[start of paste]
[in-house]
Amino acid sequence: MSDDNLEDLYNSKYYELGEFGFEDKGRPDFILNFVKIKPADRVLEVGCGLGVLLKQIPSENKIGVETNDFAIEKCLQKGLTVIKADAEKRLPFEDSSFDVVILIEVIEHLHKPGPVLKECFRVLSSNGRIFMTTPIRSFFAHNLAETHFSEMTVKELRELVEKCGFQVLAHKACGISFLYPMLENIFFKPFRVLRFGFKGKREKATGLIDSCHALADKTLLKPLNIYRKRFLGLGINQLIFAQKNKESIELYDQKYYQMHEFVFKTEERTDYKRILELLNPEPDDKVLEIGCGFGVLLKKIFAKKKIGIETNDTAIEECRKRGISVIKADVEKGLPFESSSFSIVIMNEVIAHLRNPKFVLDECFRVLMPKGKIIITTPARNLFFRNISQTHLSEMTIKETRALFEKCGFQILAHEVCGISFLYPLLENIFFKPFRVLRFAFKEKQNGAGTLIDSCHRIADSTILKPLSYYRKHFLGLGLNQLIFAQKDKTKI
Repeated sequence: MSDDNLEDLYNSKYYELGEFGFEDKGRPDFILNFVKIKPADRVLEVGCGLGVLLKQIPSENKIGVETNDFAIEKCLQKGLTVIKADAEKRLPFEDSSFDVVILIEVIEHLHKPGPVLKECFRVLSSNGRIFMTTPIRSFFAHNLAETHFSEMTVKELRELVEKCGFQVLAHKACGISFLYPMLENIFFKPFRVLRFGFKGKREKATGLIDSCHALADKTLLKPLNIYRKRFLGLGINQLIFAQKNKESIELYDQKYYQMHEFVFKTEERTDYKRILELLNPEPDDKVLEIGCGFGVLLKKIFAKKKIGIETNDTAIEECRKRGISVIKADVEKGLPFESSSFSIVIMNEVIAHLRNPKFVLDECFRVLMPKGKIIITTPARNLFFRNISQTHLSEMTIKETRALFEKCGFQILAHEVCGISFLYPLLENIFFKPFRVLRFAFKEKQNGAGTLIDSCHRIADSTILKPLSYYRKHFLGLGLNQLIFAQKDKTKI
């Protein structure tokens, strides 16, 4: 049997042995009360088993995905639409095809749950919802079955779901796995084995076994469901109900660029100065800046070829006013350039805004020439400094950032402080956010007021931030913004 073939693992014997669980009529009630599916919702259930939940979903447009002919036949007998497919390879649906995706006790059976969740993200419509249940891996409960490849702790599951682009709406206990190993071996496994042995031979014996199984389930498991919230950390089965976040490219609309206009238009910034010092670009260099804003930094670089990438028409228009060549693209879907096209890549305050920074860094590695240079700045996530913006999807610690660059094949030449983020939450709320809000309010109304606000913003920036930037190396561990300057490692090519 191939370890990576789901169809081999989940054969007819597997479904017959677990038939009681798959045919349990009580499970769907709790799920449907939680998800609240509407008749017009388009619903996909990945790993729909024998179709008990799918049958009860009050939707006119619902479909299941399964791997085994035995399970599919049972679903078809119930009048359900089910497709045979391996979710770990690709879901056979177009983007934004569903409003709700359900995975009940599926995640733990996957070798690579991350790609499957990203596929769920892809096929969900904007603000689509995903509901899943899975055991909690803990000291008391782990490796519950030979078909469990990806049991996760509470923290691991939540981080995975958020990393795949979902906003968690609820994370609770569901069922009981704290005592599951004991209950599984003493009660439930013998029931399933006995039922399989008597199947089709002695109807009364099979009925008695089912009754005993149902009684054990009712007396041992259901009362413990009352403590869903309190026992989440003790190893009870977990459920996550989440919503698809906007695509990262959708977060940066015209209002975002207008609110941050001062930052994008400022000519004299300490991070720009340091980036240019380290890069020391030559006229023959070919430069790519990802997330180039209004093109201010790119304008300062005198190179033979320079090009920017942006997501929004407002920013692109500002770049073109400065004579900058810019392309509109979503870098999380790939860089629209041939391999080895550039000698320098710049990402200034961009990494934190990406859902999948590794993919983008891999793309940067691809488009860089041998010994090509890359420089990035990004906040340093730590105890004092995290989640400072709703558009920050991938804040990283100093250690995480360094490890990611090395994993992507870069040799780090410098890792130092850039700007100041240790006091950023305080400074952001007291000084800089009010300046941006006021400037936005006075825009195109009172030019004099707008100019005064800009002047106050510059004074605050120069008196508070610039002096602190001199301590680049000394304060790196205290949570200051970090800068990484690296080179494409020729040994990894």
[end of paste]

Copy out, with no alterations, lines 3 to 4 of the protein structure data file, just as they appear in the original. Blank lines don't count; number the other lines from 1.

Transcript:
Repeated sequence: MSDDNLEDLYNSKYYELGEFGFEDKGRPDFILNFVKIKPADRVLEVGCGLGVLLKQIPSENKIGVETNDFAIEKCLQKGLTVIKADAEKRLPFEDSSFDVVILIEVIEHLHKPGPVLKECFRVLSSNGRIFMTTPIRSFFAHNLAETHFSEMTVKELRELVEKCGFQVLAHKACGISFLYPMLENIFFKPFRVLRFGFKGKREKATGLIDSCHALADKTLLKPLNIYRKRFLGLGINQLIFAQKNKESIELYDQKYYQMHEFVFKTEERTDYKRILELLNPEPDDKVLEIGCGFGVLLKKIFAKKKIGIETNDTAIEECRKRGISVIKADVEKGLPFESSSFSIVIMNEVIAHLRNPKFVLDECFRVLMPKGKIIITTPARNLFFRNISQTHLSEMTIKETRALFEKCGFQILAHEVCGISFLYPLLENIFFKPFRVLRFAFKEKQNGAGTLIDSCHRIADSTILKPLSYYRKHFLGLGLNQLIFAQKDKTKI
């Protein structure tokens, strides 16, 4: 049997042995009360088993995905639409095809749950919802079955779901796995084995076994469901109900660029100065800046070829006013350039805004020439400094950032402080956010007021931030913004 073939693992014997669980009529009630599916919702259930939940979903447009002919036949007998497919390879649906995706006790059976969740993200419509249940891996409960490849702790599951682009709406206990190993071996496994042995031979014996199984389930498991919230950390089965976040490219609309206009238009910034010092670009260099804003930094670089990438028409228009060549693209879907096209890549305050920074860094590695240079700045996530913006999807610690660059094949030449983020939450709320809000309010109304606000913003920036930037190396561990300057490692090519 191939370890990576789901169809081999989940054969007819597997479904017959677990038939009681798959045919349990009580499970769907709790799920449907939680998800609240509407008749017009388009619903996909990945790993729909024998179709008990799918049958009860009050939707006119619902479909299941399964791997085994035995399970599919049972679903078809119930009048359900089910497709045979391996979710770990690709879901056979177009983007934004569903409003709700359900995975009940599926995640733990996957070798690579991350790609499957990203596929769920892809096929969900904007603000689509995903509901899943899975055991909690803990000291008391782990490796519950030979078909469990990806049991996760509470923290691991939540981080995975958020990393795949979902906003968690609820994370609770569901069922009981704290005592599951004991209950599984003493009660439930013998029931399933006995039922399989008597199947089709002695109807009364099979009925008695089912009754005993149902009684054990009712007396041992259901009362413990009352403590869903309190026992989440003790190893009870977990459920996550989440919503698809906007695509990262959708977060940066015209209002975002207008609110941050001062930052994008400022000519004299300490991070720009340091980036240019380290890069020391030559006229023959070919430069790519990802997330180039209004093109201010790119304008300062005198190179033979320079090009920017942006997501929004407002920013692109500002770049073109400065004579900058810019392309509109979503870098999380790939860089629209041939391999080895550039000698320098710049990402200034961009990494934190990406859902999948590794993919983008891999793309940067691809488009860089041998010994090509890359420089990035990004906040340093730590105890004092995290989640400072709703558009920050991938804040990283100093250690995480360094490890990611090395994993992507870069040799780090410098890792130092850039700007100041240790006091950023305080400074952001007291000084800089009010300046941006006021400037936005006075825009195109009172030019004099707008100019005064800009002047106050510059004074605050120069008196508070610039002096602190001199301590680049000394304060790196205290949570200051970090800068990484690296080179494409020729040994990894």